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a transference reaction of a psychoanalyst or other psychotherapist to a patient; that is, an emotional reaction that is generally a reflection of the therapist's own inner needs and conflicts but also may be a reaction to the client's behavior.
In psychoanalysis, the analyst's transference (often unconscious) to the patient of emotional needs and conflicts from the analyst's past experiences or the analyst's current emotional responses to the manifestation of the patient's transference.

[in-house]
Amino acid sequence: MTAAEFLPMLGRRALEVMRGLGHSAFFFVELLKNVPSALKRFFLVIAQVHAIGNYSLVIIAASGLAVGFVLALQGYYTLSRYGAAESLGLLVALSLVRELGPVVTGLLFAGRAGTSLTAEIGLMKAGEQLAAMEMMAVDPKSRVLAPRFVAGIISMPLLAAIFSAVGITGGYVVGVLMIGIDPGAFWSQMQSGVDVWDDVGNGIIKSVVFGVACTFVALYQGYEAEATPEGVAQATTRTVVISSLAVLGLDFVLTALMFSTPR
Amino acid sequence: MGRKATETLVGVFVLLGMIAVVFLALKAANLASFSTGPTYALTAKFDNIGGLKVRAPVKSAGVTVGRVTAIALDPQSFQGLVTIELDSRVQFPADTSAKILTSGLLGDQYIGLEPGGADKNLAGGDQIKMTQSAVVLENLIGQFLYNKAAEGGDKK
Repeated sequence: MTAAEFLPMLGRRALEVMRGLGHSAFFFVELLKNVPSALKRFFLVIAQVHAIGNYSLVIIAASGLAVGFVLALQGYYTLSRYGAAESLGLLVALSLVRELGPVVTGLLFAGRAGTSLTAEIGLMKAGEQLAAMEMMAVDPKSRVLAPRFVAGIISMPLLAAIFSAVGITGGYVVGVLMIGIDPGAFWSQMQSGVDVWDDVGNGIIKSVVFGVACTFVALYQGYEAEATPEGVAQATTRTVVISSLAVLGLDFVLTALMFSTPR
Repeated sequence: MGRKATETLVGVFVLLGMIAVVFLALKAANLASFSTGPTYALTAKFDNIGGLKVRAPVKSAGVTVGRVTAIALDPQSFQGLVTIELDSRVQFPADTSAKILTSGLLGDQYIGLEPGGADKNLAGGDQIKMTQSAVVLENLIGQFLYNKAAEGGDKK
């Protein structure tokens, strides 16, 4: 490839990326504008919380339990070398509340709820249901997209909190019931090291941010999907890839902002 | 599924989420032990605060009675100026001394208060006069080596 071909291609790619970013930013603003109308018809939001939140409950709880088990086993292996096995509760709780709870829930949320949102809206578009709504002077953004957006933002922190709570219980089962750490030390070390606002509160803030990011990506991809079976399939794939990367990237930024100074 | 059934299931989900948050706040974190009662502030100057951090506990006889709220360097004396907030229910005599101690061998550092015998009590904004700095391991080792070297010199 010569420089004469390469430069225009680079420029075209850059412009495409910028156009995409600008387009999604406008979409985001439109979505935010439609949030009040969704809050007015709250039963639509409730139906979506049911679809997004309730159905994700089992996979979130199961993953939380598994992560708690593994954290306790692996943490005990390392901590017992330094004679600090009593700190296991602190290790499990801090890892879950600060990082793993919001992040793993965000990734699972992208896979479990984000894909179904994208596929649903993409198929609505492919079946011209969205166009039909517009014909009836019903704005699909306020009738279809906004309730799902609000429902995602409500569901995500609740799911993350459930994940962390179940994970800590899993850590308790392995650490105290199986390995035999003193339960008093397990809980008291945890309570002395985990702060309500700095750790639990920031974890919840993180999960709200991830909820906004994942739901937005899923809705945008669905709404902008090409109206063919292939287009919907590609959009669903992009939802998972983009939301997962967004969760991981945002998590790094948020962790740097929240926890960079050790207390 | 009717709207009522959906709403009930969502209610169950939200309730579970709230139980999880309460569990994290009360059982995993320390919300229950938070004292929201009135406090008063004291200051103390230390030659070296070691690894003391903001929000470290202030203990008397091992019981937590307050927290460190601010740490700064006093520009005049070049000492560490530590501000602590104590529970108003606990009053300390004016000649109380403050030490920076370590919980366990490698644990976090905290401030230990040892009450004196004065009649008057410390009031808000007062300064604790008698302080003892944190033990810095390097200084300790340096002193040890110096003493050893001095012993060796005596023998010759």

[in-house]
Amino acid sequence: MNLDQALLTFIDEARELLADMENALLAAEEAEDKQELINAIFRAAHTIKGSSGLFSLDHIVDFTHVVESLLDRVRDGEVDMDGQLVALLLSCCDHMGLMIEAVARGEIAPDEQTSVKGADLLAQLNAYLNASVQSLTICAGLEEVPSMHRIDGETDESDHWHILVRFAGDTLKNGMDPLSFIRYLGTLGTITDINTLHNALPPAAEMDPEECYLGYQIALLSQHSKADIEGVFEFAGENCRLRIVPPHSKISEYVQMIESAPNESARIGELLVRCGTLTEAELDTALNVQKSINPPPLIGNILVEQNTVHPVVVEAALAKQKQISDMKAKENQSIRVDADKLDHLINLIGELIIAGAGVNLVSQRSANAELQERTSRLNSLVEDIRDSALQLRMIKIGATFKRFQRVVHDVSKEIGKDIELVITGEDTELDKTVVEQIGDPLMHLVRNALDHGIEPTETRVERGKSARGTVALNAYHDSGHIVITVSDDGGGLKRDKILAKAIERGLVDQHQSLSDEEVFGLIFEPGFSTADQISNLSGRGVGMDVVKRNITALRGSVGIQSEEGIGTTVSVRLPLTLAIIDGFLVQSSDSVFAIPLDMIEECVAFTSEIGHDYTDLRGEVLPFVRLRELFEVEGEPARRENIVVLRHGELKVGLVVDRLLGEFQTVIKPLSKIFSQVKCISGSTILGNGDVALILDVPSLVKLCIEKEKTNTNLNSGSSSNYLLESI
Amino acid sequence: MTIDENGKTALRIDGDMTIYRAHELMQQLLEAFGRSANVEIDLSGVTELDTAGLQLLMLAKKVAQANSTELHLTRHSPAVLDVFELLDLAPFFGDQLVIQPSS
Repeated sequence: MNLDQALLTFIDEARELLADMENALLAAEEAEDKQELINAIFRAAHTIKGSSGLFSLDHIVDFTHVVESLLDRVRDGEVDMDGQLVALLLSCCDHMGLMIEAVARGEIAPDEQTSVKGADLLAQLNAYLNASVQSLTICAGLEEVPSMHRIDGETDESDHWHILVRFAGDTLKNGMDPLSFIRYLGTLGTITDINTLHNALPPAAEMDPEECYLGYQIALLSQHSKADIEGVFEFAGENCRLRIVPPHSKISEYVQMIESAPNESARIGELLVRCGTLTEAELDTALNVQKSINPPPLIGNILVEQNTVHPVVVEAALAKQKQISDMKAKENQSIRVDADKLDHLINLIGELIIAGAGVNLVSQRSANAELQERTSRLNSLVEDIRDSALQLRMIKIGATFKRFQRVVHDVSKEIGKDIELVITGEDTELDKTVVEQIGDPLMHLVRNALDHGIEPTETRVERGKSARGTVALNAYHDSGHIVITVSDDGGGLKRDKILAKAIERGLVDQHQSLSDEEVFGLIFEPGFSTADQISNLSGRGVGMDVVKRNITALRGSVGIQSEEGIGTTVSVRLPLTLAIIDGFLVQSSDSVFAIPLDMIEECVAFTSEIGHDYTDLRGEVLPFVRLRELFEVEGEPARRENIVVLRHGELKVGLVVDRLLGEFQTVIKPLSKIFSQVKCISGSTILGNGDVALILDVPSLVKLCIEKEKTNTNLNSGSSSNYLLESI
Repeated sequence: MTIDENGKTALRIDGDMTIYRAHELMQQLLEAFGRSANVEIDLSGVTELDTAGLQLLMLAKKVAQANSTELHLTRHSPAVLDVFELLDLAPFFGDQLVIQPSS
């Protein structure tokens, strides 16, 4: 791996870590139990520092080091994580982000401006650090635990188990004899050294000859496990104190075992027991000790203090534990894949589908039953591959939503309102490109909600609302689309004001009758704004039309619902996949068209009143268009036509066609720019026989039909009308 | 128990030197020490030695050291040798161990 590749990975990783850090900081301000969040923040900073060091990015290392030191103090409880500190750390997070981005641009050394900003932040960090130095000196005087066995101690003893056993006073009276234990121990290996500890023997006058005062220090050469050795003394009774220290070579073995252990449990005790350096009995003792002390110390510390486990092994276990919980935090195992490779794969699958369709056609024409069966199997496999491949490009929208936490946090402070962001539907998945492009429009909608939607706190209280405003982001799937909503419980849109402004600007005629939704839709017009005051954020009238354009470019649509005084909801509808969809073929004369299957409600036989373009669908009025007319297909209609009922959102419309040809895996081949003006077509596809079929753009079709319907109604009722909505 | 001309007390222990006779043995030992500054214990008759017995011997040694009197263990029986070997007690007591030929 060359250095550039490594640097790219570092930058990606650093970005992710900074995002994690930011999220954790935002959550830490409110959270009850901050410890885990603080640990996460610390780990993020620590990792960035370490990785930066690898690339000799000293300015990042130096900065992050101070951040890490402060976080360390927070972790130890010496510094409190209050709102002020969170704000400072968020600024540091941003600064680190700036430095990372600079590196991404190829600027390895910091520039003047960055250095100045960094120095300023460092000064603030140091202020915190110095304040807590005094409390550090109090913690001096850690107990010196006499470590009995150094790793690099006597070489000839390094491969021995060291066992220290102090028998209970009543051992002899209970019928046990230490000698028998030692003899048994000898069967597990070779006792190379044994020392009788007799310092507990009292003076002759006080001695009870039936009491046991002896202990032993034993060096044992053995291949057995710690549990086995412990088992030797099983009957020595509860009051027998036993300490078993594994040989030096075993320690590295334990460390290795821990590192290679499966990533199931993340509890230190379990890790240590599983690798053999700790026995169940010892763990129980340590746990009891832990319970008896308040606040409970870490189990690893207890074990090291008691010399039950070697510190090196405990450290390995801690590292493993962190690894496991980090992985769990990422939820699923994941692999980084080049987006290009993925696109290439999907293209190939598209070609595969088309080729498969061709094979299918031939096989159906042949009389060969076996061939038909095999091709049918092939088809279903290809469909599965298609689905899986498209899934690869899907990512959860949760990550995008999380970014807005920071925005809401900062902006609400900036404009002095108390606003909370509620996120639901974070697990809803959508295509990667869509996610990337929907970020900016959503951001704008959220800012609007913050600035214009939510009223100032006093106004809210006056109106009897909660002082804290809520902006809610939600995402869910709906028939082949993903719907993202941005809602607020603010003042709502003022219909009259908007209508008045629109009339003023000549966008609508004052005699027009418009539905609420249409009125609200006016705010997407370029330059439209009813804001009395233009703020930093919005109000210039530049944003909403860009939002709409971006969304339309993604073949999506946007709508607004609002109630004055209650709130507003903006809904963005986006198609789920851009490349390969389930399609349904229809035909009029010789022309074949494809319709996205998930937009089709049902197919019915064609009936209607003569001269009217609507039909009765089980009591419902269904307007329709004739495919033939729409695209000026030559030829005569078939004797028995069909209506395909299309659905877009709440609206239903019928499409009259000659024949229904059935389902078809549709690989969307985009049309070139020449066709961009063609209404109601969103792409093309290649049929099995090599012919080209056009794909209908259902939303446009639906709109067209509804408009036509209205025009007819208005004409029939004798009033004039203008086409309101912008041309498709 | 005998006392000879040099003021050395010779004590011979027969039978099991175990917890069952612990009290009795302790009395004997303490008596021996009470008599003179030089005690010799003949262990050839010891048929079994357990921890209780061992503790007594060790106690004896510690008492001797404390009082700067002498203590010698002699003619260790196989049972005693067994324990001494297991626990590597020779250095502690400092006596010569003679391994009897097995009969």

countertransference/coun·ter·trans·fer·ence/ (koun″ter-trans-fer´ens) a transference reaction of a psychoanalyst or other psychotherapist to a patient.
Psychological transference by a psychotherapist in reaction to the emotions, experiences, or problems of a patient undergoing treatment.
the conscious or unconscious emotional response of a psychotherapist or psychoanalyst to a patient. The response may be positive or negative but can provide useful data in the therapy.
psychoanalysis The analyst's transference (often unconscious) toward the patient of the analyst's emotional needs and feelings, with personal involvement to the detriment of the desired objective analyst-patient relationship.